and elevated distance.

Obviously, this position demands the understanding of where the
communication processes take place: the context, its definition and
its limits. The book takes a bi-directional approach to the issue and
describes context as the selector of lexical units, and the lexical
unit as a creator of context. And, as in a painting, in the context
there is always something that is salient and attracts the attention
of the viewer. This salient feature is usually cognitively represented
by the frequency of use, as Romero Trillo (2001) showed in his
mathematical description of variation in discourse, and is the point
of departure of the description of a specific context of use.

Next, the book explains the conceptual origin of SBU's, their
functions and realization in different languages, their
characteristics in comparison with other linguistic elements, and
draws on the empirical results of varied data from several
languages. This detailed description opens paths for further research,
especially as a direct mention to second language learners and the
relationship between language and cultural distance is made.

The book then deals with the classical quandary about creativity vs.
repetition (formulaicity in Kesckes' terminology) in language, and its
relationship to language acquisition, to then move to the complex
issue of conceptual socialization and its relationship with SBU's. The
issue is treated from the perspective of social formulae and their
contribution to weave the social threads of a culture. Because of its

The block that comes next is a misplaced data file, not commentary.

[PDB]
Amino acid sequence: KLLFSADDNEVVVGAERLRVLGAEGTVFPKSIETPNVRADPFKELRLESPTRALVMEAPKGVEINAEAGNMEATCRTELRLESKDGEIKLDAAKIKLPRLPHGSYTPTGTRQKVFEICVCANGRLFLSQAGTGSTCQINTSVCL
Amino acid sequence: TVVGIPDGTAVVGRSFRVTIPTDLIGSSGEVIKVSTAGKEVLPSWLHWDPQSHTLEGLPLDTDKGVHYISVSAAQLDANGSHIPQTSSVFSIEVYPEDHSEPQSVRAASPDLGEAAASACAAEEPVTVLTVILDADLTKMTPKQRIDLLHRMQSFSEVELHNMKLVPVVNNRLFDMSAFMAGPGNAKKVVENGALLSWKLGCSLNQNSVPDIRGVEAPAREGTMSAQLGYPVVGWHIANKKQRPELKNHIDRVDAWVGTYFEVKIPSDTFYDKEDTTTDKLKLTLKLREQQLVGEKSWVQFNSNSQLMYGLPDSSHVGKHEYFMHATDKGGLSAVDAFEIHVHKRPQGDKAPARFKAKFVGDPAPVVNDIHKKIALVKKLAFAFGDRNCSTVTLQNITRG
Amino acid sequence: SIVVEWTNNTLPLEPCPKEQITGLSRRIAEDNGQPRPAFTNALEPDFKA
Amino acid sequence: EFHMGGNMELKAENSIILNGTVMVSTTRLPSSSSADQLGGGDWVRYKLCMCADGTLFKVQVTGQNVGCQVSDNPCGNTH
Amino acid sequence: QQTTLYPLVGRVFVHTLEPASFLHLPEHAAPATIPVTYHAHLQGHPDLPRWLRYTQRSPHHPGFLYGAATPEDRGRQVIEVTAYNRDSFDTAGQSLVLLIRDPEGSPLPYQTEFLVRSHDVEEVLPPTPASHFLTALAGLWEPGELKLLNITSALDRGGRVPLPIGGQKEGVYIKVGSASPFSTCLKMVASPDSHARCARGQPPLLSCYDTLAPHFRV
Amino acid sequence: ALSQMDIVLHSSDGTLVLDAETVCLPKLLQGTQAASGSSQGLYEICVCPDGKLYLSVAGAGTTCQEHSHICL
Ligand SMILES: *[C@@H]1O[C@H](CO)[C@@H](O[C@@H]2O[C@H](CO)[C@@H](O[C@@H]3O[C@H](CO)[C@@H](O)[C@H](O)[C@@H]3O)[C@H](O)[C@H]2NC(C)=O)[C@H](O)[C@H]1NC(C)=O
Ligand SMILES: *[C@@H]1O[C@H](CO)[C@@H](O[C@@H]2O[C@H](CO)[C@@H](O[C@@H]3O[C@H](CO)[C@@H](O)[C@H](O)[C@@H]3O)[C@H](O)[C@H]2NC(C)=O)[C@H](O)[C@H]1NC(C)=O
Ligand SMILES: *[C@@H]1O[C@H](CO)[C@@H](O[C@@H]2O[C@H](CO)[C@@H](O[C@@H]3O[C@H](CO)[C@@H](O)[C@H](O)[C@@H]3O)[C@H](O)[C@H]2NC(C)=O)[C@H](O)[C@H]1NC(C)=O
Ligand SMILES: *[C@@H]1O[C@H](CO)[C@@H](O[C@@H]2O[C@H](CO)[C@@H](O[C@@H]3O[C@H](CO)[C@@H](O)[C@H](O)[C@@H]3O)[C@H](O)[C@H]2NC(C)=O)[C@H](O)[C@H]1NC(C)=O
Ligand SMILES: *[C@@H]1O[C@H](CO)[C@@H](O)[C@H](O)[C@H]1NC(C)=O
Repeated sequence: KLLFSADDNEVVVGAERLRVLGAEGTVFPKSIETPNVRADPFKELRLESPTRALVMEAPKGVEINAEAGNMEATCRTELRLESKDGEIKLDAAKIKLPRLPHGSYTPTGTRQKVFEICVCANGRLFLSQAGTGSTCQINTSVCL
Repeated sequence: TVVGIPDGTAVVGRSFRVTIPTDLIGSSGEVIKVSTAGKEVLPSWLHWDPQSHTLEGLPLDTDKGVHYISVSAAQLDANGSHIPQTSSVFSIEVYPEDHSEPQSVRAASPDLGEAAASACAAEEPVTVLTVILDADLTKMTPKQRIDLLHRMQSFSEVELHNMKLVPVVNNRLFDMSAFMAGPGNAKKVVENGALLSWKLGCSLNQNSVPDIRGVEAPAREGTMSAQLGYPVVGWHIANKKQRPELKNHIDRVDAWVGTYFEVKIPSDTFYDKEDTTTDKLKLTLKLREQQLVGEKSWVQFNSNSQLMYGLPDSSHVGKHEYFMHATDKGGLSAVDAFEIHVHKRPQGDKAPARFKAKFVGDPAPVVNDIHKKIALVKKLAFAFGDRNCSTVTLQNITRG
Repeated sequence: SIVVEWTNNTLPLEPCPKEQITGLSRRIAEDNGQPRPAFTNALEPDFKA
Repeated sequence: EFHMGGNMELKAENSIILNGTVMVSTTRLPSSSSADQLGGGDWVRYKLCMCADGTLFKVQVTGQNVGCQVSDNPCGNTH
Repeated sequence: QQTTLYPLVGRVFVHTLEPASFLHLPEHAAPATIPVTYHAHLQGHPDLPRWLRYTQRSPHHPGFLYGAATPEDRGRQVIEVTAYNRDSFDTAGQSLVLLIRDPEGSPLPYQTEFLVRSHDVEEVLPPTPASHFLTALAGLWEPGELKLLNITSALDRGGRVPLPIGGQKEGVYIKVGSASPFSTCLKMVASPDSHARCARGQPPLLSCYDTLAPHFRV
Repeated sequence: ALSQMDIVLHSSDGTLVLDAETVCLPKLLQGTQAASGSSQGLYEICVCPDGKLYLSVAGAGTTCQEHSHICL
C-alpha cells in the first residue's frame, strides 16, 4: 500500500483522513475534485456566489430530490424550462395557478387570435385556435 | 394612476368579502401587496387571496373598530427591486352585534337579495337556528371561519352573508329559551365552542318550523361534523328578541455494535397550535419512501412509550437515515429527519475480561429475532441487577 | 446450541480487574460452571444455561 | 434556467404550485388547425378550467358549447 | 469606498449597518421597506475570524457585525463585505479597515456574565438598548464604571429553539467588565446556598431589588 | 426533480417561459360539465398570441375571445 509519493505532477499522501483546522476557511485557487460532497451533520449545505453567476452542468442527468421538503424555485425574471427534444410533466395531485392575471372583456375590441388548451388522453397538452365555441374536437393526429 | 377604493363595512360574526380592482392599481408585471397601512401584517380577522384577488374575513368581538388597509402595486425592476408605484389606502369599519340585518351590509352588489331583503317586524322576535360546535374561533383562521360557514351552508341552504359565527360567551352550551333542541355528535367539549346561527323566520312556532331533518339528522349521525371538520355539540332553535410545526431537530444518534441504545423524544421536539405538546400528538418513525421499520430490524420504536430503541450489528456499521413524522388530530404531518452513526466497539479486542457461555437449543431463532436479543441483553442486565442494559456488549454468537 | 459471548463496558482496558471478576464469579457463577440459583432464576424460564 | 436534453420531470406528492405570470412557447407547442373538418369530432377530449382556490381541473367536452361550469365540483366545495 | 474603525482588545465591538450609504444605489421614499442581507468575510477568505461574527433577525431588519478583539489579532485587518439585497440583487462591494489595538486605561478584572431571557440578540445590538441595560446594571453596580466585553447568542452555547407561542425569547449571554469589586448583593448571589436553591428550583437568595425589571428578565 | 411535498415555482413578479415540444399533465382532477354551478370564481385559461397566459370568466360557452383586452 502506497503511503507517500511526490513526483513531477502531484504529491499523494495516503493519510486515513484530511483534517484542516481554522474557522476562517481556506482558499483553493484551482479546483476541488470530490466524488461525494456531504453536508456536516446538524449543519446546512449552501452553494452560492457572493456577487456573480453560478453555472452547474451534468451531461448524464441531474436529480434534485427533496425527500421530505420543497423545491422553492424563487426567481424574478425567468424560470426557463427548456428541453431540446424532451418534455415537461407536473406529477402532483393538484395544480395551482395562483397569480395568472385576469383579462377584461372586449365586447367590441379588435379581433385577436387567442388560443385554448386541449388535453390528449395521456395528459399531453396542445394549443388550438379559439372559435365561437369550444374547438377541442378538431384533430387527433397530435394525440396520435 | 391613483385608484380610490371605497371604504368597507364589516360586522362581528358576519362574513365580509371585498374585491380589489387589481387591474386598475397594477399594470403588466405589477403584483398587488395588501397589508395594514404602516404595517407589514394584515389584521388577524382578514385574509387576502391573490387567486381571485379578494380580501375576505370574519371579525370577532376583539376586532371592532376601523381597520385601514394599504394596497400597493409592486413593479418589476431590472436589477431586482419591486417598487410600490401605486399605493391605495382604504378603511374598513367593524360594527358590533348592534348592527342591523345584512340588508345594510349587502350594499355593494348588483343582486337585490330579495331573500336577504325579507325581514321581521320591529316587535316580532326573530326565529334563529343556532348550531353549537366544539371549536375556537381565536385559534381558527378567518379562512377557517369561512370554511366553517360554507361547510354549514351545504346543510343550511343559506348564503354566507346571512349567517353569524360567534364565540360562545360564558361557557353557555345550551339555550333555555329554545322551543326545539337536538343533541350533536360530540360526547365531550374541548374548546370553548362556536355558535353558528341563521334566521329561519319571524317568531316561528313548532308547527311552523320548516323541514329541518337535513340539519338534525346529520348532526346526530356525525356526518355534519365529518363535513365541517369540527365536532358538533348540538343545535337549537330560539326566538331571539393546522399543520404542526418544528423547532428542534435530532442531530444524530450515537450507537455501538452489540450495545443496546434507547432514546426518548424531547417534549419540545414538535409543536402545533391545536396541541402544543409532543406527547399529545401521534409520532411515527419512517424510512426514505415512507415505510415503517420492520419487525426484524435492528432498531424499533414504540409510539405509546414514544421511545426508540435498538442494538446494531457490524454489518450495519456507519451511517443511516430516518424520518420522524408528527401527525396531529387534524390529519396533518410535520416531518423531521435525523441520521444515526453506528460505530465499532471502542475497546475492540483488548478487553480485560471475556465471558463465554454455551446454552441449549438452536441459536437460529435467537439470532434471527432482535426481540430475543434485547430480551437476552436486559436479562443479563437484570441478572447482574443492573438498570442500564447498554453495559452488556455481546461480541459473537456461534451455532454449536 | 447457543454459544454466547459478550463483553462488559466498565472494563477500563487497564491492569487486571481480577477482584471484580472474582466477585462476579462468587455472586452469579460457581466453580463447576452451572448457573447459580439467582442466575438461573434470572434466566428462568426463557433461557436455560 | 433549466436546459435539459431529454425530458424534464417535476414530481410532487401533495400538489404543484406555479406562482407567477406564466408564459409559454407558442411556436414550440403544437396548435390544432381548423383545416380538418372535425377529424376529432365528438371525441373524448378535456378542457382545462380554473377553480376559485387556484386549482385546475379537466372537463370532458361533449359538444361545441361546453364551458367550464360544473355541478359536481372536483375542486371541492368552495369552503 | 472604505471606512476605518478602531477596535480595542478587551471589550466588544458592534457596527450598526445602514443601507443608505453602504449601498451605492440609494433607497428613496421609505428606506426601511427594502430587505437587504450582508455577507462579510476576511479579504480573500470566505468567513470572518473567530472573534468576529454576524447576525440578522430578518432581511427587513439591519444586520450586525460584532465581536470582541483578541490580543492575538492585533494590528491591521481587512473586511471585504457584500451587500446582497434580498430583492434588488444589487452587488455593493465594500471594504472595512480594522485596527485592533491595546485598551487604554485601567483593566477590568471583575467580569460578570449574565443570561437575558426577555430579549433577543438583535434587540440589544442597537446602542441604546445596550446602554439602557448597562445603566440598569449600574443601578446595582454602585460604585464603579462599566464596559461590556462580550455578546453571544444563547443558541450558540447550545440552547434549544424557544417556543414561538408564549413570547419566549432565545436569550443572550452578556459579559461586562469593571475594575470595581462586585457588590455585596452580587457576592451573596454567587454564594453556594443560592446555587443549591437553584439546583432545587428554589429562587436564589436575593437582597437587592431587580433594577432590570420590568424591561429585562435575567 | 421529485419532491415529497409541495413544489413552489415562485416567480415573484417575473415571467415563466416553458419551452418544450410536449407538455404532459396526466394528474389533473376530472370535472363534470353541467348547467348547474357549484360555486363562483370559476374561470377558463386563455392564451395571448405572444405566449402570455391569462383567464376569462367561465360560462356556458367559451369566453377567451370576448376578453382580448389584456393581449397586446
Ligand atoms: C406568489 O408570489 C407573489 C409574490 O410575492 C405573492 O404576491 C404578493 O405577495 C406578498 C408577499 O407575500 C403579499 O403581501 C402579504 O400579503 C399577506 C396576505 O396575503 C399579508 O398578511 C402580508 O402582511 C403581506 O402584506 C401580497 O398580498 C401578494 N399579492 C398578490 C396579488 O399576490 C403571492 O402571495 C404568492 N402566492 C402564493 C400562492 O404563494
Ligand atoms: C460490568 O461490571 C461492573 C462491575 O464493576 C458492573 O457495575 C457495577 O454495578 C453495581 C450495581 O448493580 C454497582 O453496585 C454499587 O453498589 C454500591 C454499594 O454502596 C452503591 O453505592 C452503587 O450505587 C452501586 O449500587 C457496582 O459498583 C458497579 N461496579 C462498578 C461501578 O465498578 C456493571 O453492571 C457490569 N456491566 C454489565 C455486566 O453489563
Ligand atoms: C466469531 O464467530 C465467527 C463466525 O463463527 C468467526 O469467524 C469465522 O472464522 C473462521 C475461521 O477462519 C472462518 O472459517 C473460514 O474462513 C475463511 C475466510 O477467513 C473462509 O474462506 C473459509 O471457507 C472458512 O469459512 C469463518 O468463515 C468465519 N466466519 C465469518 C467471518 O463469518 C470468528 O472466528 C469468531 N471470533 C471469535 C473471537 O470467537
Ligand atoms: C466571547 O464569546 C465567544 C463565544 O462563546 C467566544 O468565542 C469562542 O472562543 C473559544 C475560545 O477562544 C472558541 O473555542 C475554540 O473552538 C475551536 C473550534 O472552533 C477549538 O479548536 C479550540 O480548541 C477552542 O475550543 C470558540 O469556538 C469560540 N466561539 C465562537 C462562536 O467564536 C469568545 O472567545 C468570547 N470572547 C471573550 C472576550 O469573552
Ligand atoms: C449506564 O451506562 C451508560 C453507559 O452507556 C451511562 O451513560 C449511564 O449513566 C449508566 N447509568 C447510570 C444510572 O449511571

far-reaching implications, the insight is sketched out and opens a
field of research for sociolinguists and scholars interested in
language variation.

The book finishes by making a summary of the description of SBU's in
the author's interdisciplinary approach with an open proposal for
further research and discussion of the theory presented, something
which is always welcome.

One of the most important assets of this work, which I would like to
rescue, is the revision of some classical philosophical and linguistic
approaches to the problems discussed in the book. This enables the
reader to make a direct link with the origins of linguistics, showing
that current worries were also worries in the past, especially in the
case of the relationship between an L1 and and an L2 in the human
mind.

REFERENCE

Romero Trillo, Jes�s (2001) A mathematical model for the analysis of
variation in discourse. Journal of Linguistics 37, 527-550.

ABOUT THE REVIEWER

Jes�s Romero Trillo is Associate Professor in the Department of
English Philology at Universidad Aut�noma de Madrid. He is interested
in interlanguage and intercultural pragmatics, discourse modelling and
corpus linguistics. Some of his recent publications have appeared in
the Journal of Pragmatics, Journal of Linguistics and International
Journal of Corpus Linguistics.